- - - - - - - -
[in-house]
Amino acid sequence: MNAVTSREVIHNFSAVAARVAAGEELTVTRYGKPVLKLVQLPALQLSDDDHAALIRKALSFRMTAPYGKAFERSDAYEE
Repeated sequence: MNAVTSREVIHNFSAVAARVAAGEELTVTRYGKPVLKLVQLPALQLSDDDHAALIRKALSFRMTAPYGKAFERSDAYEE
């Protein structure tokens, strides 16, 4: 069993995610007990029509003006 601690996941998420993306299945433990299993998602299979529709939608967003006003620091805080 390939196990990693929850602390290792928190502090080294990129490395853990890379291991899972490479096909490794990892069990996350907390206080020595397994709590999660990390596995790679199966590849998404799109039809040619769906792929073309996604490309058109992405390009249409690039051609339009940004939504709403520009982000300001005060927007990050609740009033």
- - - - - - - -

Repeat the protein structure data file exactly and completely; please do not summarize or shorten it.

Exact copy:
[in-house]
Amino acid sequence: MNAVTSREVIHNFSAVAARVAAGEELTVTRYGKPVLKLVQLPALQLSDDDHAALIRKALSFRMTAPYGKAFERSDAYEE
Repeated sequence: MNAVTSREVIHNFSAVAARVAAGEELTVTRYGKPVLKLVQLPALQLSDDDHAALIRKALSFRMTAPYGKAFERSDAYEE
């Protein structure tokens, strides 16, 4: 069993995610007990029509003006 601690996941998420993306299945433990299993998602299979529709939608967003006003620091805080 390939196990990693929850602390290792928190502090080294990129490395853990890379291991899972490479096909490794990892069990996350907390206080020595397994709590999660990390596995790679199966590849998404799109039809040619769906792929073309996604490309058109992405390009249409690039051609339009940004939504709403520009982000300001005060927007990050609740009033």